A small group of gas thieves in Laverton, Western Australia, received quite a shock while attempting to steal fuel from a bus. Instead of siphoning a mouthful of fuel to get the makeshift pump started, the thieves received a mouth full of feces and urine, among other flushed items.
The unlucky thieves, according to Metro, were hoping to steal gasoline. It is unknown whether they were planning to refuel their own vehicles or sell the fuel to others. However, the gang of thieves were caught off guard when they discovered it wasn’t the fuel tank they tapped into, but the bus’s sewage tank instead.
The incident was reported to local police in hopes the gang of thieves would be caught and prevent them from stealing fuel from other vehicles. However, police wonder if they will think twice about attempting the stunt again.
Police did find a broken cap near the sewage tank. It is suspected that the thieves broke it off to gain access to what they believed was fuel.
Police officials understand that it is a serious issue and the thieves need to be apprehended. However, the bit of karma the thieves received made police Sergeant Heath Soutar giggle as he explained the suspects made a getaway before police had the opportunity to apprehend them.
“We can infer they beat a very hasty retreat, with a somewhat bitter taste in their mouth.”
The New York Daily News also reported on the story, answering the question as to whether the police intend to use the stolen human waste as a means of charging the suspects. Soutar spoke up on the matter.
“[We] have absolutely zero interest in recovering the stolen goods.”
The trend of high gas prices has created an influx of gas thievery from vehicles. The most common and inexpensive way of stealing gas is to siphon the fuel from the tank by sucking on a hose until the gas begins to flow, often leaving the thief with a mouth full of gasoline. However, small hand activated pumps and other methods have become popular in cases of fuel thievery. However, a container to store the fuel in is always necessary, ensuring the thief is obvious when approached.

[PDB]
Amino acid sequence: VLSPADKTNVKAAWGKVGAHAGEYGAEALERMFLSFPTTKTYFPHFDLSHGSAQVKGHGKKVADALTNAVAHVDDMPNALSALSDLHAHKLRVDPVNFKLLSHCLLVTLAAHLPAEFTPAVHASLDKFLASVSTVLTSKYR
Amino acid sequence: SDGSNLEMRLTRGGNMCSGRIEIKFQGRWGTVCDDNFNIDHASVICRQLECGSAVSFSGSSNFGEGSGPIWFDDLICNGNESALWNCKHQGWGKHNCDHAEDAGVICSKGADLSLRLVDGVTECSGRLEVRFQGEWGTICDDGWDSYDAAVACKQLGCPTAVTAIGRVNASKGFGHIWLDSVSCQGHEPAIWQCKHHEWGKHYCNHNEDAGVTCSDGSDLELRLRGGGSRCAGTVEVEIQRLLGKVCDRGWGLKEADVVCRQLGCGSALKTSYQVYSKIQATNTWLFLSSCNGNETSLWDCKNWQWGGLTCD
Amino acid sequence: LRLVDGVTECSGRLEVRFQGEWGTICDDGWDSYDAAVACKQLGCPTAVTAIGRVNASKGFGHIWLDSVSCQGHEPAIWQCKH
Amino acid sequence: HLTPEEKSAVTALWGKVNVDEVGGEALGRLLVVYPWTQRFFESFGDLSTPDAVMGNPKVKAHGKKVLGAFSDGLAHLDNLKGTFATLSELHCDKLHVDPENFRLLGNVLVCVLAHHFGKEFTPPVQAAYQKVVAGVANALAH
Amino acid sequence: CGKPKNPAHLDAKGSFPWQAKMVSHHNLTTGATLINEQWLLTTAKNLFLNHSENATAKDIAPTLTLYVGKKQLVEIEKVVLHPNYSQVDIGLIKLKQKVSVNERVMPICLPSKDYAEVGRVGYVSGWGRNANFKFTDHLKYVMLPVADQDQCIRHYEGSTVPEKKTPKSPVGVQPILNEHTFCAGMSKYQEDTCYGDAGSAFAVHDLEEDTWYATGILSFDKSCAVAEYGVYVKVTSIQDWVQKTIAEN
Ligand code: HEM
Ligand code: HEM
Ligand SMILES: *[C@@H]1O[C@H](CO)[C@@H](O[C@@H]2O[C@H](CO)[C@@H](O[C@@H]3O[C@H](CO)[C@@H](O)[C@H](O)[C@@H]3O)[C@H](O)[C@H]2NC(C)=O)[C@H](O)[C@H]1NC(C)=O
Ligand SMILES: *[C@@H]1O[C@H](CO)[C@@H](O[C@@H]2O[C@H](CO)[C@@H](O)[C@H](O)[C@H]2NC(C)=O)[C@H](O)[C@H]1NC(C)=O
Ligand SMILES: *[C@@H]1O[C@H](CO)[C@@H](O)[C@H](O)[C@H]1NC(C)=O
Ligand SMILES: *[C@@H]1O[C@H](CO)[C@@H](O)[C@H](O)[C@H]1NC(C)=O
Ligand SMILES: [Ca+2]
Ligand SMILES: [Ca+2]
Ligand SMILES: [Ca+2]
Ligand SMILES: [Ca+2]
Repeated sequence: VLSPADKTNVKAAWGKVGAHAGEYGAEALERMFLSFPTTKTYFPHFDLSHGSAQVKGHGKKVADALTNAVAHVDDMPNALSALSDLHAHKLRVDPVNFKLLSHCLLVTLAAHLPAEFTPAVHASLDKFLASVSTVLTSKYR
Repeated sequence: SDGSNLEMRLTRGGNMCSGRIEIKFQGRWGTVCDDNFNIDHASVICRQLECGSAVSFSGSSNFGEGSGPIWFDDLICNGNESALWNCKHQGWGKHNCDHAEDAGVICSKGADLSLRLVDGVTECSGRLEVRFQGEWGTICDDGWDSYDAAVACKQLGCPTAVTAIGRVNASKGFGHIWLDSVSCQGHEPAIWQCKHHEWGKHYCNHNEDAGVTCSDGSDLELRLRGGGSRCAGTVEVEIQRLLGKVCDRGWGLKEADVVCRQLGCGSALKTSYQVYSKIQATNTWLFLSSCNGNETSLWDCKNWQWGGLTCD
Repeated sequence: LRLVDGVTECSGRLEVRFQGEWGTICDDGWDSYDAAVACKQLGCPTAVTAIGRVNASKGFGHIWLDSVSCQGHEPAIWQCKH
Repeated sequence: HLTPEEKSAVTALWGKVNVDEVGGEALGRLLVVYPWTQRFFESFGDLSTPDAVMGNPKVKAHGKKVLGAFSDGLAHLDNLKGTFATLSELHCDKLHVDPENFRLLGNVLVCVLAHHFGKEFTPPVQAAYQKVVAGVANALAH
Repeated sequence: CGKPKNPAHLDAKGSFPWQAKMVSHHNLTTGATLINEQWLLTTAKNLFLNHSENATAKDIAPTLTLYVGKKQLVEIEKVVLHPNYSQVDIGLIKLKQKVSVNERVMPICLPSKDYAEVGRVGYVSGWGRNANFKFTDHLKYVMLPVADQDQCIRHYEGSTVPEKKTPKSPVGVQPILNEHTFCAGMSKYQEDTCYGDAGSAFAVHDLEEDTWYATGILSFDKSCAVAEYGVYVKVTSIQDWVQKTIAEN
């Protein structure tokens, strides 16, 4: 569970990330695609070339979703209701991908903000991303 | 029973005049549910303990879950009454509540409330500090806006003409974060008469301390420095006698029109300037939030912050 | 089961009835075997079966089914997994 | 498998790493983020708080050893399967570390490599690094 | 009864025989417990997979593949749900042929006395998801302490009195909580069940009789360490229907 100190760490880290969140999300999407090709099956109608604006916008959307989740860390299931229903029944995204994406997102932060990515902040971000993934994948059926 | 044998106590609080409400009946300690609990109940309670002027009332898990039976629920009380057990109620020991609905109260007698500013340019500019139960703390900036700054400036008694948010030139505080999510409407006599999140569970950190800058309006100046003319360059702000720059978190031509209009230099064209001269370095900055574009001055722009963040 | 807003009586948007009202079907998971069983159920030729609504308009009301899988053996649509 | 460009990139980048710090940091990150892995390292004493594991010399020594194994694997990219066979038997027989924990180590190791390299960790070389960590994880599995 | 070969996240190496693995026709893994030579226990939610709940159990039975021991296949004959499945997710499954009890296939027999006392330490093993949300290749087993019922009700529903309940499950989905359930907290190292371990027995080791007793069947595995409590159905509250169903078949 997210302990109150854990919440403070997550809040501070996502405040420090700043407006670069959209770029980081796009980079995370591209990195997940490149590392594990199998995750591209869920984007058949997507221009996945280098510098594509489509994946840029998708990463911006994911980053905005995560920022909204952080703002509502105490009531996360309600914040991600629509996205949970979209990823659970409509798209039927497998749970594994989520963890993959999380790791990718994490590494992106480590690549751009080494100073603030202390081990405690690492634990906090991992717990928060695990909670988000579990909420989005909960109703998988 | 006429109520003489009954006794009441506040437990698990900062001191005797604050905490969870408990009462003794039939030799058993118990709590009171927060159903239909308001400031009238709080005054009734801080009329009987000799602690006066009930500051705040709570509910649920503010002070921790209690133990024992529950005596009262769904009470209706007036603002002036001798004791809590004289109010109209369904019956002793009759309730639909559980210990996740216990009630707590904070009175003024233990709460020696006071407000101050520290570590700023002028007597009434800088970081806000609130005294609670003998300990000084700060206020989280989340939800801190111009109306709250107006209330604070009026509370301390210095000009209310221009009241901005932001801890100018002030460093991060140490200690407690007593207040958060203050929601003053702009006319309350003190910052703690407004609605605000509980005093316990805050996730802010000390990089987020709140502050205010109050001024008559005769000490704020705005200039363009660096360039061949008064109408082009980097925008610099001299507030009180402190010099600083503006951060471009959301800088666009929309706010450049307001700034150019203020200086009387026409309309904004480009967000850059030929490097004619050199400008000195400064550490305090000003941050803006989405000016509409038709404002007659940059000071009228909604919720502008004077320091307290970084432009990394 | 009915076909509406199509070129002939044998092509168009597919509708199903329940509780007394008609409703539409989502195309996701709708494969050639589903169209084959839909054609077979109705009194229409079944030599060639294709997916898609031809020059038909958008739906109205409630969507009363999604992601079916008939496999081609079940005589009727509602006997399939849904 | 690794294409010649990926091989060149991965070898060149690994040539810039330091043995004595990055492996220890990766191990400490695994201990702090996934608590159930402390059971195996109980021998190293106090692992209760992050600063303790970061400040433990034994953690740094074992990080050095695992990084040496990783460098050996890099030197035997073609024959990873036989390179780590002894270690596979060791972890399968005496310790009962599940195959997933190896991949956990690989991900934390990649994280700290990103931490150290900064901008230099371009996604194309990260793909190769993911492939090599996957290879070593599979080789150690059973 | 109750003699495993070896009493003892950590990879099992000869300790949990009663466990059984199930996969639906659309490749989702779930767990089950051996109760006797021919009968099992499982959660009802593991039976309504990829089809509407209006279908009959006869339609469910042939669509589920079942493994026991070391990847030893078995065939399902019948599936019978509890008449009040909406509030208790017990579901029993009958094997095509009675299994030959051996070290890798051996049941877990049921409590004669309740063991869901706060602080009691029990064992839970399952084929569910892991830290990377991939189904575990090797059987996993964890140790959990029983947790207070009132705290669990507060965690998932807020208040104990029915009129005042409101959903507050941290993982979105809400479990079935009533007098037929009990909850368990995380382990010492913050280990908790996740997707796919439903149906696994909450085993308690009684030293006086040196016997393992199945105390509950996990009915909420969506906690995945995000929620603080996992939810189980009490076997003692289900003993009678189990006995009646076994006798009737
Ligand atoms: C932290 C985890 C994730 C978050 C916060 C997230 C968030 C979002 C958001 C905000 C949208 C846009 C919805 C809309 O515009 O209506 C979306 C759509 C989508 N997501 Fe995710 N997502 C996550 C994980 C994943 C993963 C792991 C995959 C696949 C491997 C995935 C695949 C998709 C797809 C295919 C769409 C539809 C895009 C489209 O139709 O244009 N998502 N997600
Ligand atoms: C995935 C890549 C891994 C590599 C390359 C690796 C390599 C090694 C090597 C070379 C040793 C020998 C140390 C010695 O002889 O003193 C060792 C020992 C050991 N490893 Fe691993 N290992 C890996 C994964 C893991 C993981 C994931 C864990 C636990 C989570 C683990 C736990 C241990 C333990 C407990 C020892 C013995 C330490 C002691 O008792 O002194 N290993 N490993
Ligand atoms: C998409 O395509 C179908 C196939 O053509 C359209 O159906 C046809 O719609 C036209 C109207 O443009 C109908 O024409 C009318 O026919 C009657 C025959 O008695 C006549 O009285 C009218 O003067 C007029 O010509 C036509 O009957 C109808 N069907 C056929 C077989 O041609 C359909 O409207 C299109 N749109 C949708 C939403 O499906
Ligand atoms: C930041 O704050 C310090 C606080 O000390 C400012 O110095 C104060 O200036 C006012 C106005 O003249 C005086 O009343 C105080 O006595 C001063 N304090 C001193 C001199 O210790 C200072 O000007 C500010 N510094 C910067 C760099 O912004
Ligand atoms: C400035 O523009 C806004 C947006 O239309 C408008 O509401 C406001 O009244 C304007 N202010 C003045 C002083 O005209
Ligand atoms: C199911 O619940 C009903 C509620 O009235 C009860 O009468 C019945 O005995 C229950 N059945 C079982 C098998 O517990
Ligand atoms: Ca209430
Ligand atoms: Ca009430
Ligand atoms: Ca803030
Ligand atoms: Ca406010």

Many fuel thieves choose to steal fuel at night or in locations where the fuel door is concealed next to a building or some other structure that obstructs the view from others. According to Commercial Motor, the most common type of truck related crime in 2011 was fuel theft, equating to almost 69 percent of all truck related crimes. The study does not take into account the percentage of smaller vehicle related fuel thefts.
Many fuel theft prevention devices have made their way to the market. Most cars have a built in locking fuel door that can only be opened if the car is either unlocked or if a switch is engaged inside the vehicle. However, those locks are often no match for a crowbar-type wedge, and are easily bypassed. Some companies have created gas caps that can only be unscrewed using a key, as seen above, but they are often easy to bypass, as well.
In some instances, individuals prefer not to engage mechanisms made to prevent gas theft, simply allowing easy access to their tanks in hopes they will only lose a couple dollars of fuel, rather than the need to replace and repair expensive parts that were damaged by the gas thieves.
Do you have a preferred method of preventing a gas thieves from siphoning fuel from your vehicle, or would you rather allow access and keep damage to your car at a minimum?
[Photo via R. Classen/Shutterstock]